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Lian Li PC-A79 Full-Tower Chassis Review

Lian Li PC-A79 Full-Tower Chassis Review
Chad takes a look at the large, new Lian Li PC-A79 full-tower chassis. Read his review to find out what he thought of it.
| Full-Tower Cases in Cases, Cooling & PSU | Posted: Mar 25, 2014 2:08 pm
TweakTown Rating: 98%Manufacturer: Lian Li

Introduction, Specifications, and Pricing

 

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It has been a while since we have seen anything from Lian Li since they took on a new sampling policy that is a little less free with the amount of samples that go out to media. We did receive this chassis a couple of months ago, but the demand on us is high at all times, and we are sometime two to three months deep in samples; for the delay in getting this reviewed, we apologize.

 

However, seeing a couple of their larger cases last year has left an impression that Lian Li is sticking with exteriors that have worked for them for years. However, they seem to have finally gotten a grip on what it takes to allow for wire management to be done correctly. That had been a major sticking point to most of our early builds with Lian Li, but it seems the gripes we once had are now a thing of the past.

 

We were shipped one of their latest full-tower chassis designs to have a look at, and in it are some really cool features. There is that new wire trail design they had worked with in the past, but even that idea has been improved upon since last we saw it. This chassis also offers wheels in the back, so you can slide this chassis around rather than having to lift the chassis to move it. This is also the first time, I believe, we are looking at a Lian Li chassis that is 5.25-inch bay covers from top to bottom, and if not, it's the first to have them all clip in rather than being screwed into the chassis. There is a lot more to see, but we need to save some of the meat for the rest of this review.

 

The chassis we are speaking of is the PC-A79 full-tower case that we are about to see today. This chassis incorporates what we have already addressed as well as taking on more than the basic ATX motherboard. We will find room for water cooling, modularity in the design, as well as all of the sleek brushed aluminum, inside and out, that makes Lian Li cases so sought after in the first place. As we said, Lian Li has been making vast improvements to sort of catch back up to the market; it's time now to see what time has done for this PC-A79, as we get down and dirty building and testing our system in it.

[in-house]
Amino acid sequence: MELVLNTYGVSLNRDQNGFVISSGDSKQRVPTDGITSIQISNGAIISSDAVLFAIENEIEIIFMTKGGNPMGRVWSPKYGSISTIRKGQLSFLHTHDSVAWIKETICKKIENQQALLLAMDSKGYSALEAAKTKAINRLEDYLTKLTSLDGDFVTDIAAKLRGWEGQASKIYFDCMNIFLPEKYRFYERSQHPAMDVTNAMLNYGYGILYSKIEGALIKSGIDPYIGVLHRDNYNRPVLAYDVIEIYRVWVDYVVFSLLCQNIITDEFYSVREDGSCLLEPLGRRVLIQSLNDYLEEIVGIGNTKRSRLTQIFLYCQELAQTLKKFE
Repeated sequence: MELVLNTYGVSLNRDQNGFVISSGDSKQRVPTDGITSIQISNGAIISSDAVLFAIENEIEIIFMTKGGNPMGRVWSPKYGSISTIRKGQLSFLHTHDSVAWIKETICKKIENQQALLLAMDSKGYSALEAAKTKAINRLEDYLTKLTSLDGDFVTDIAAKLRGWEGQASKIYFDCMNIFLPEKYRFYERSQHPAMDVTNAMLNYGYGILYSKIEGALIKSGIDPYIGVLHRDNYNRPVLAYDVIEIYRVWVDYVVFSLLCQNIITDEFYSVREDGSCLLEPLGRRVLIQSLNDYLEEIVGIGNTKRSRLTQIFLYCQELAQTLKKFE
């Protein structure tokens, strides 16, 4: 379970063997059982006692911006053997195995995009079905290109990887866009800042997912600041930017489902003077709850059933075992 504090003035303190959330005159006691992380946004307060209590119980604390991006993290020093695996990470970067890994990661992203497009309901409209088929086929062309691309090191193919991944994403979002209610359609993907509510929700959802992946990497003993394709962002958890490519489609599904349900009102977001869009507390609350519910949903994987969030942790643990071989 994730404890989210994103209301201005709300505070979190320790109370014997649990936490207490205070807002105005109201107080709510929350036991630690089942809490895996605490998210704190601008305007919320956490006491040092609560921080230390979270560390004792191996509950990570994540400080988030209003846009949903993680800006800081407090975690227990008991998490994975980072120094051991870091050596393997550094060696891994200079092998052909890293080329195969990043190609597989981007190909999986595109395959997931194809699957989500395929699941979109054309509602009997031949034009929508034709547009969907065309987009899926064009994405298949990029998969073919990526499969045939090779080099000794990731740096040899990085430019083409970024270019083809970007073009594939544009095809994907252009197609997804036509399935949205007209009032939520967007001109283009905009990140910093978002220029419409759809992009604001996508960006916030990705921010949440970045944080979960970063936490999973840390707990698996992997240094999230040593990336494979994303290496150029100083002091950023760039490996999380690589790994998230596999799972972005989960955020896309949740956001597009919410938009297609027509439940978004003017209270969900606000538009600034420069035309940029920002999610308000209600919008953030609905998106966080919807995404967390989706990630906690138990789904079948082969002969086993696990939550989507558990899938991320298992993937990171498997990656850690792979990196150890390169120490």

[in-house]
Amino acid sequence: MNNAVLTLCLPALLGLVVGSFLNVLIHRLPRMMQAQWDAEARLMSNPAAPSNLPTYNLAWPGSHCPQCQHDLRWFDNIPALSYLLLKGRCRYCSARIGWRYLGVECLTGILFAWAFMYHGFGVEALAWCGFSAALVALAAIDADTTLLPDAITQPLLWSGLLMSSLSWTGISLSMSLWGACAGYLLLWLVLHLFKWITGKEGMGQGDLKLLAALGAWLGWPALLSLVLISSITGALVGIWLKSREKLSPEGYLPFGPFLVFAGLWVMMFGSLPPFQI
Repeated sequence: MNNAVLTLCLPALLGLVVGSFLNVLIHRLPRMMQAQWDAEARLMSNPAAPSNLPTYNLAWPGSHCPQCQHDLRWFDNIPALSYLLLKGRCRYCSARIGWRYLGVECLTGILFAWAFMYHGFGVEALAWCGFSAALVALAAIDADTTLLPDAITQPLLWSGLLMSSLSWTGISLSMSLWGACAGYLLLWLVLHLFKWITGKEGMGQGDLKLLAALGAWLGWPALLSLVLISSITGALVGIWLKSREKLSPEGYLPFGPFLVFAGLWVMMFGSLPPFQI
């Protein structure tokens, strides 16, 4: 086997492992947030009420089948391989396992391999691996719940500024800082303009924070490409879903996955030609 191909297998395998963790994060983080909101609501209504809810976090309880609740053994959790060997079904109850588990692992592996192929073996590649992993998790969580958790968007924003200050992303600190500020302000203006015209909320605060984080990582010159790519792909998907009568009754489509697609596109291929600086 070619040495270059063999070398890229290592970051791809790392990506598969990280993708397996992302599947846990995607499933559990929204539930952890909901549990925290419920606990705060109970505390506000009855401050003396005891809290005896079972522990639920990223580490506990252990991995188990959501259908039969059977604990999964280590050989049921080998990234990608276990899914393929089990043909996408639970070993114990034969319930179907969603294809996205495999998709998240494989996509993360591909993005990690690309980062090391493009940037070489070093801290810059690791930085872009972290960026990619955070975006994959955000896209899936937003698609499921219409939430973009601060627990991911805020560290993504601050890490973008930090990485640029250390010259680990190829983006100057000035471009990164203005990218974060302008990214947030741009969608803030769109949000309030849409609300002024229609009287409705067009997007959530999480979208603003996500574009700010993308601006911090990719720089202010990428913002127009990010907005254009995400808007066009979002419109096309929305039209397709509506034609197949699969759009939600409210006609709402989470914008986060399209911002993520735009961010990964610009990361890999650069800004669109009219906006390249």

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The long narrow chart provided by Lian Li covers all aspects of what the PC-A79 has to offer. First, we see it is a full-tower design that stands 618mm tall, 230mm wide, and 596mm deep. There are two color choices as well, one being made of all natural brushed aluminum under the Silver naming and the one that we will be testing has an exterior that has been anodized black. Of course, just like with any Lian Li chassis, this one is also made of aluminum for the frame, supports, and drive bays, but also the exterior is completely aluminum keeping up with that high-end elegance that has been associated with the Lian Li name for years.

 

Inside of this chassis, we find the front offers twelve 5.25-inch bays, but nine of them are taken up with 3 three-bay cages that will allow for nine 3.5-inch drives or eight 2.5-inch drives to go into the front of the chassis. In front of these, drive bay racks also each have a 120mm fan for a total of three inducing air into this chassis. The motherboard tray will house anything from Micro-ATX on up to, and including, HPTX motherboards just like the DS6 we just looked at. This case weighs in at just over twenty-one pounds empty.

 

Around the rest of the chassis, Lian Li has stocked the chassis with three more fans other than what was in the front. There are two 120mm fans in the left side and one 120mm placed in the rear as exhaust. There are also options in the roof of this chassis to install either a pair of 120mm fans or 140mm fans, but nothing there are no fan mounts on the floor as there are drive options placed there.

 

With something made completely from aluminum, as well as offering a very full feature set, we also expect the pricing to be higher than if this were made of steel. Considering the price of the DS6 was over $200, and despite the PC-A79 not being sound proofed, we still expect this chassis to cost considerably more, and it does.

 

No matter where we were able to find this chassis, we found that you will need to spend in excess of $300 to obtain this chassis. That definitely places this well out of the reach of most, but then again, that is what makes Lian Li cases so prestigious in the first place. Even so, with such a high price set for this case, we will be going over it with a fine tooth comb to ensure you are getting what you pay for.

 

 

PRICING: You can find the Lian Li PC-A79B for sale below. The prices listed are valid at the time of writing but can change at any time. Click the link to see the very latest pricing for the best deal.

 

United States: The Lian Li PC-A79B retails for $407.85 at Amazon.

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